Ultimately, rather than modify the Contract, Kevin and David Foote became Petro-Valve employees. On October 6, 2014, Kevin and David Foote signed employment agreements with Petro-Valve, and the agreements were back-dated to October 1, 2014. (Docs. 64-16 and 64-17) Keith Foote's yearly salary under the employment agreement was $200, 000.00 and David Foote's salary was $125, 000.00. Id. Like the Contract, the commission rate was 10% and the agreement provided for expense reimbursements for entertainment of up to $1500 per month, mileage/gas up to $1000 per month, cell phone up to $100 per month, as well as $1000 per month for health insurance. Id. Kevin and David Foote worked for Petro-Valve until April 9, 2015. (Docs. 64-1 and 80 at ¶ 65).[2]

         Bayou claims that Petro-Valve is liable for: (1) $1, 289, 280.32 in unpaid base payments for the remaining three years on the Contract; (2) another six months of base payments totaling $252, 499.98 because Bayou did not engage in business that was a conflict of interest; (3) $44, 999.97 in unpaid base payments for the period between April 21, 2014 (the effective date of the contract) and September 29, 2014 (the date Petro-Valve terminated the contract); and (4) $62, 000 in health insurance premiums. (Doc. 60 at ¶ 11-14).

         Plaintiffs filed suit in the 19th Judicial District Court, East Baton Rouge Parish, Louisiana on April 9, 2015. (Doc. 1-2). Invoking the Court's diversity jurisdiction, Petro-Valve removed the case on May 3, 2015. (Doc. I).[3]


         Summary judgment is appropriate "if the movant shows that there is no genuine dispute as to any material fact and that the movant is entitled to a judgment as a matter of law." Fed.R.Civ.P. 56(a). "[W]hen a properly supported motion for summary judgment is made, the adverse party must set forth specific facts showing that there is a genuine issue for trial." Anderson v. Liberty Lobby, Inc., 477 U.S. 242, 250 (1986) (quotation marks and footnote omitted).

         In determining whether the movant is entitled to summary judgment, the Court "view[s] facts in the light most favorable to the non-movant and draw[s] all reasonable inferences in her favor." Coleman v. Houston Indep. Sch. Dist., 113 F.3d 528, 533 (5th Cir. 1997) (citing Brothers v. Klevenhagen, 28 F.3d 452, 455 (5th Cir.1994)). At this stage, the Court does not evaluate the credibility of witnesses, weigh the evidence, or resolve factual disputes. Int'l Shortstop, Inc. v. Rally's, Inc., 939 F.2d 1257, 1263 (5th Cir. 1991), cert, denied, 502 U.S. 1059 (1992). However, if the evidence in the record is such that a reasonable jury, drawing all inferences in favor of the non-moving party, could arrive at a verdict in that party's favor, the motion for summary judgment must be denied. Int'l Shortstop, Inc., 939 F.2d at 1263. On the other hand, the non-movant's burden is not satisfied merely upon a showing of "some metaphysical doubt as to the material facts, by conclusory allegations, by unsubstantiated assertions, or by only a scintilla of evidence." Little v. Liquid Air Corp., 37 F.3d 1069, 1075 (5th Cir. 1994).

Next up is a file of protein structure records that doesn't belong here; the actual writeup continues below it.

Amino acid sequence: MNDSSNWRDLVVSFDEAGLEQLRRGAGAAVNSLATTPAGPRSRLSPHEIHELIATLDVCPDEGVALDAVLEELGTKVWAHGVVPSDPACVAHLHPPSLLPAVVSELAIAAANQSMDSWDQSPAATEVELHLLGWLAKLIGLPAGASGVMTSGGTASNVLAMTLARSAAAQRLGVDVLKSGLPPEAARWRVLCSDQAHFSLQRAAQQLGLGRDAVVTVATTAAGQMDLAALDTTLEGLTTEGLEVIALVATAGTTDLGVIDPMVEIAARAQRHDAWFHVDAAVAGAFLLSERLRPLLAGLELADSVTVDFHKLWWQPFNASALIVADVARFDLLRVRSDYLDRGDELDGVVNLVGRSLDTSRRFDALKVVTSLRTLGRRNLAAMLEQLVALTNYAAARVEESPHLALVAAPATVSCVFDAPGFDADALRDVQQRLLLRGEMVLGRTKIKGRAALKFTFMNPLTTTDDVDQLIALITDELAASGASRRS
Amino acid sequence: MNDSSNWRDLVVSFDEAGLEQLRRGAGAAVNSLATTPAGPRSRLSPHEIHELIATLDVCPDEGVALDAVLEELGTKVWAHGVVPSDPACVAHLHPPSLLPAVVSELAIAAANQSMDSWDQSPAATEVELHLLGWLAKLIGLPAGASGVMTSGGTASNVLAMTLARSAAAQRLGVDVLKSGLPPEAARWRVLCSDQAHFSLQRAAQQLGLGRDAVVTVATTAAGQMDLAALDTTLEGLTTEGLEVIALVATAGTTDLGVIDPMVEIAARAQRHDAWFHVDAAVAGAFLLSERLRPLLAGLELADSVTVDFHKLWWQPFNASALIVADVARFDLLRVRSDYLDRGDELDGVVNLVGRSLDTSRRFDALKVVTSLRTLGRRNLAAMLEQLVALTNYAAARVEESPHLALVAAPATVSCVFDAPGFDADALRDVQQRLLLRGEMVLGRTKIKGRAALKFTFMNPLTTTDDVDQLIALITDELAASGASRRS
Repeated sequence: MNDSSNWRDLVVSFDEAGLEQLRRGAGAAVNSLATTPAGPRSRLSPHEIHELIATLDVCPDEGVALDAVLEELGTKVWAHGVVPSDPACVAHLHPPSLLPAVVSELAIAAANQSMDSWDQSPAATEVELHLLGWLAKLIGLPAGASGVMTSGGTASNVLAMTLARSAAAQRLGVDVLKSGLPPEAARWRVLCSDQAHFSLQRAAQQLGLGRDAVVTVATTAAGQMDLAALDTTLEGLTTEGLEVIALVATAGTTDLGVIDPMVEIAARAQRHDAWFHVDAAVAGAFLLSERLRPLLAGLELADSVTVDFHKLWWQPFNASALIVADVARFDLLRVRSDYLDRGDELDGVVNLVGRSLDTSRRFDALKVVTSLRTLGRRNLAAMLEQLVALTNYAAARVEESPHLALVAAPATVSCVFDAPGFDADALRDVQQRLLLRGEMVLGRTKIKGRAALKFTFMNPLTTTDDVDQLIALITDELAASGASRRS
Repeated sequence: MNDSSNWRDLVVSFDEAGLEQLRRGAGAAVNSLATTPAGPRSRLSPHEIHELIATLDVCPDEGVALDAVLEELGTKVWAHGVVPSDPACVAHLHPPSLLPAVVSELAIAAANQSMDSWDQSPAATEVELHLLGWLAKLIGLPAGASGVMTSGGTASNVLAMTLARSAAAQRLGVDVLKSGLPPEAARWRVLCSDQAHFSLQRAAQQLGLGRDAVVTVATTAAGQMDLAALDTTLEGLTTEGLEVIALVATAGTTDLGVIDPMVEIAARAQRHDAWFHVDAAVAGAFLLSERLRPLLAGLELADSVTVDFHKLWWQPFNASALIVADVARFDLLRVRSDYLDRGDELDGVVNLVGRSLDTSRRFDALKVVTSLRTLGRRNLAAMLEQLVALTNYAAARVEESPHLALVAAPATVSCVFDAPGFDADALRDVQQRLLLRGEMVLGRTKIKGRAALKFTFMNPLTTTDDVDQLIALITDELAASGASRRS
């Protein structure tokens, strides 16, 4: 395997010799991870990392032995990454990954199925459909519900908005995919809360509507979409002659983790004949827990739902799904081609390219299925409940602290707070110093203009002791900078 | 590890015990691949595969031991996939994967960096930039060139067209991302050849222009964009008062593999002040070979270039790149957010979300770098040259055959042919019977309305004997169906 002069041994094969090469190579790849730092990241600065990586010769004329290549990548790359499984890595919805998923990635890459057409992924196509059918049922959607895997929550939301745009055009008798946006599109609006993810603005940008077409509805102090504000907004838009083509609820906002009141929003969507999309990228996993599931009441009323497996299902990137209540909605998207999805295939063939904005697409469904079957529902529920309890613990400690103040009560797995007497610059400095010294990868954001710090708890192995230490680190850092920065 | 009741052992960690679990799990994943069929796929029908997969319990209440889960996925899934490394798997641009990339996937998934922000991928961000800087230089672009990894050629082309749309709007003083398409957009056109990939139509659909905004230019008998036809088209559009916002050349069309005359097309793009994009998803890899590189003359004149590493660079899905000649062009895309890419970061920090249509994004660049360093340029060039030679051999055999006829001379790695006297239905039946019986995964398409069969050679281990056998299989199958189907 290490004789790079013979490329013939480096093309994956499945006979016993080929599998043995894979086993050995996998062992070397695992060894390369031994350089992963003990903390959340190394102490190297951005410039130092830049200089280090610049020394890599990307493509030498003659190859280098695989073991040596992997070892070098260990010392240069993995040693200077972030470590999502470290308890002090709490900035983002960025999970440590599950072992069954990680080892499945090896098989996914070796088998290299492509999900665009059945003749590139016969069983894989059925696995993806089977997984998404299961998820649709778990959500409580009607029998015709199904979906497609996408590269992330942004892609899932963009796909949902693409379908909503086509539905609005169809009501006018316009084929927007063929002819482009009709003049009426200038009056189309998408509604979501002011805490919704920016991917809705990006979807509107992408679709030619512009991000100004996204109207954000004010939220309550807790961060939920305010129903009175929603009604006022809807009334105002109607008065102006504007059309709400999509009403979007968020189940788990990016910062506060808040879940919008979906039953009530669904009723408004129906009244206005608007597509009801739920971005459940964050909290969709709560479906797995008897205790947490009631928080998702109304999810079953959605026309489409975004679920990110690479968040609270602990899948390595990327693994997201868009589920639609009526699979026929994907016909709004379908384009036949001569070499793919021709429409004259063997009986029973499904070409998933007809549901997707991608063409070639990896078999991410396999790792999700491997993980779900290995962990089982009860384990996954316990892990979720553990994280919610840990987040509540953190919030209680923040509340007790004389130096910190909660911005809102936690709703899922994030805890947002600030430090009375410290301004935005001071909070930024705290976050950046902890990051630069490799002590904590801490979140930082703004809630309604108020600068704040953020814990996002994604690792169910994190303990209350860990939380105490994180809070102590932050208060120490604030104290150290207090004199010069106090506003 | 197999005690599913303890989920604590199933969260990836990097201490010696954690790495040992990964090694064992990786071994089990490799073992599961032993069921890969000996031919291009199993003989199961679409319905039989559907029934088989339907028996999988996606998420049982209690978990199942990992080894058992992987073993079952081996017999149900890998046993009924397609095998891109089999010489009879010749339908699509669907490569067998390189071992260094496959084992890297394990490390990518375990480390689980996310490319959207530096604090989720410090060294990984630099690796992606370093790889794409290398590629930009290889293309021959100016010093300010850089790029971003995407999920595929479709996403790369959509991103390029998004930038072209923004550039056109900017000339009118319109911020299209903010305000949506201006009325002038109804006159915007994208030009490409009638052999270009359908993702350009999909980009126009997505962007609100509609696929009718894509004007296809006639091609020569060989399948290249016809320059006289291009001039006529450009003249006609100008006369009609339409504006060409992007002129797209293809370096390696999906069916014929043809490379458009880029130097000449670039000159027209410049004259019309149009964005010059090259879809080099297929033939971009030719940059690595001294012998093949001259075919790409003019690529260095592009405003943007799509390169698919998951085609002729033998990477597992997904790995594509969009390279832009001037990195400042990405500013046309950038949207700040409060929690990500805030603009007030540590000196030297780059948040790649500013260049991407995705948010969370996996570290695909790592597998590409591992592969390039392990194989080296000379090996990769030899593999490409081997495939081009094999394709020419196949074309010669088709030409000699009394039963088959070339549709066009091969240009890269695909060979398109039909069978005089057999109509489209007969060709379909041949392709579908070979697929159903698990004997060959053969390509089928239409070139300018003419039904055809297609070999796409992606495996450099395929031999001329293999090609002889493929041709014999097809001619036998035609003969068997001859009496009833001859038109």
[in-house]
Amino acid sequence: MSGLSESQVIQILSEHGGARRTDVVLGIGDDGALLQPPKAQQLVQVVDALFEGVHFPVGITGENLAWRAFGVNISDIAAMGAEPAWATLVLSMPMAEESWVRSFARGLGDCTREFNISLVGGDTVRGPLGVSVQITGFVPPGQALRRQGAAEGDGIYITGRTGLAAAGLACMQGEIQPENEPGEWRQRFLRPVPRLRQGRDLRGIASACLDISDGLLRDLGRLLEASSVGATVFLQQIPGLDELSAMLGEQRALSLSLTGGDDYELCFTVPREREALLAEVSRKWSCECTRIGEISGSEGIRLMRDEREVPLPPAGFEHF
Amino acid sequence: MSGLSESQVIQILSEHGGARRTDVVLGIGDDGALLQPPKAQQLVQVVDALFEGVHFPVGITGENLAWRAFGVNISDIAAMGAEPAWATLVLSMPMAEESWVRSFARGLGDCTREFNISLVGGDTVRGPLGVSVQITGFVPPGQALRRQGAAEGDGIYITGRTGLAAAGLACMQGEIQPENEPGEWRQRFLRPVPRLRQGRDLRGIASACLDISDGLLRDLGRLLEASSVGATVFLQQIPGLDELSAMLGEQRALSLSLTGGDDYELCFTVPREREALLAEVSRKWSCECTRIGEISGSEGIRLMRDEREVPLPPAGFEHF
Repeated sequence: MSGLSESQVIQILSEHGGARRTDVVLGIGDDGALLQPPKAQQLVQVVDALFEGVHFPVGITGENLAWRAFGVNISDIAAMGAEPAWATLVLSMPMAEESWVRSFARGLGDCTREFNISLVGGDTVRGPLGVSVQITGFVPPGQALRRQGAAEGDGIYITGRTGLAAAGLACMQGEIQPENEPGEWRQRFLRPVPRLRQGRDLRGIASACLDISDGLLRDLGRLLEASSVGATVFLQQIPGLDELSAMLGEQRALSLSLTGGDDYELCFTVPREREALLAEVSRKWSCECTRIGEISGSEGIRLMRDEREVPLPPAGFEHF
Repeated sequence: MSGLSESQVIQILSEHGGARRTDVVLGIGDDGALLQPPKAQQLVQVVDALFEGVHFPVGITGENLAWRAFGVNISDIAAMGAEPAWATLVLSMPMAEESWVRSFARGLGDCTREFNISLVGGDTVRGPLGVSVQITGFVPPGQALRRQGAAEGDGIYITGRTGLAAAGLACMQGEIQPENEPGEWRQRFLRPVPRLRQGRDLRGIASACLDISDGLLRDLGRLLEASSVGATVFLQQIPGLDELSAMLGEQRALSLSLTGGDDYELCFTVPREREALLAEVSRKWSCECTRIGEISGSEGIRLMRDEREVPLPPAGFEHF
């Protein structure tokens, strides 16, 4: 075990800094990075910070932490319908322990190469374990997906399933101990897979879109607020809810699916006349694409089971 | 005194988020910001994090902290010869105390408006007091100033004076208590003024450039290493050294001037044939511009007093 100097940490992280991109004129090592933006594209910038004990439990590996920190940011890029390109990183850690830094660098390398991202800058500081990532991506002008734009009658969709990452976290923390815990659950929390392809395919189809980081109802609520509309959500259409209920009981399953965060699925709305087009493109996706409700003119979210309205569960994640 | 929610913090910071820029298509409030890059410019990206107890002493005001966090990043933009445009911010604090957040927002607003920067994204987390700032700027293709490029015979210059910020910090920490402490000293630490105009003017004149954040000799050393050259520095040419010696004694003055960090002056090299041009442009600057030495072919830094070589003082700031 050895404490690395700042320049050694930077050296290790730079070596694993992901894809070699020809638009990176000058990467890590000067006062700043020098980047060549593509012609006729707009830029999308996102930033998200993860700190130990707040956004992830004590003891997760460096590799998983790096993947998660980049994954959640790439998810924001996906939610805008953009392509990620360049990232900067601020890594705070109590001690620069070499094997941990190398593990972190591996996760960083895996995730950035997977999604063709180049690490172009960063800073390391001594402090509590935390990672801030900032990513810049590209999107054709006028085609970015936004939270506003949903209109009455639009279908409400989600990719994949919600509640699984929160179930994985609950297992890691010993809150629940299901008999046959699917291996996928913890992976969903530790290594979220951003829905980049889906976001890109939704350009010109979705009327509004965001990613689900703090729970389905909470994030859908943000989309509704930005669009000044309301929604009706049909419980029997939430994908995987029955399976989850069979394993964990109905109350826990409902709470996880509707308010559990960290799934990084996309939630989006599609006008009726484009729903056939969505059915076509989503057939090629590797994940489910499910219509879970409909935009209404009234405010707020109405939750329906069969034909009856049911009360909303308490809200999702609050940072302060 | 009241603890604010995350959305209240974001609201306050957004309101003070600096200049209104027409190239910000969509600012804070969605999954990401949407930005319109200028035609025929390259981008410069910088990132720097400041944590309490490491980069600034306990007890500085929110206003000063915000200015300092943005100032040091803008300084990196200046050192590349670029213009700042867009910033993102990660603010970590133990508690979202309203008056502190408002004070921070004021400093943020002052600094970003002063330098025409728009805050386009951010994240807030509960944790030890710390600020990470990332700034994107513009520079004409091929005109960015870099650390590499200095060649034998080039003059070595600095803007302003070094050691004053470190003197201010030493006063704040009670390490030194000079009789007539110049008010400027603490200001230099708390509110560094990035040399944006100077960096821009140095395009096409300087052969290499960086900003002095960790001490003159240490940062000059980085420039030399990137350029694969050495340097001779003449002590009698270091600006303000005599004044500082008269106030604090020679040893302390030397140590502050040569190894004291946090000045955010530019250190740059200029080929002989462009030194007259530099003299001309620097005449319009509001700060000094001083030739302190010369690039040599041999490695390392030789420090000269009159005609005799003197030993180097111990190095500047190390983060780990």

In sum, summary judgment is appropriate if, "after adequate time for discovery and upon motion, [the non-movant] fails to make a showing sufficient to establish the existence of an element essential to that party's case, and on which that party will bear the burden of proof at trial." Celotex Corp. v. Catrett, 477 U.S. 317, 322 (1986). Summary judgment will He only "if the pleadings, depositions, answers to interrogatories, and admissions on file, together with affidavits if any, show that there is no genuine issue as to any material fact, and that the moving party is entitled to judgment as a matter of law." Sherman v. Hallbauer, 455 F.2d 1236, 1241 (5th Cir. 1972). III. DISCUSSION Before addressing the merits of the cross-motions for summary judgment, the Court will address Petro- Valve's Motion to Strike twenty-three paragraphs contained in Keith and David Foote's declarations.[4] (Doc. 76-1).

         First, Petro-Valve objects to seventeen paragraphs in the declarations because they purportedly contain self-serving or argumentative statements. (Doc. 76-1 at p. 3-5). The United States Court of Appeals for the Fifth Circuit has held that "[a] party's own testimony is often self-serving, but we do not exclude it as incompetent for that reason alone." C.R. Pittman Const. Co. v, Nat'l Fire Ins. Co. of Hartford,453 Fed.Appx. 439, 443 (5th Cir. 2011) (internal quotations omitted). Indeed, as long as an affidavit is based on personal knowledge, contains factual assertions, and meets the usual requirements for admissibility, it may ...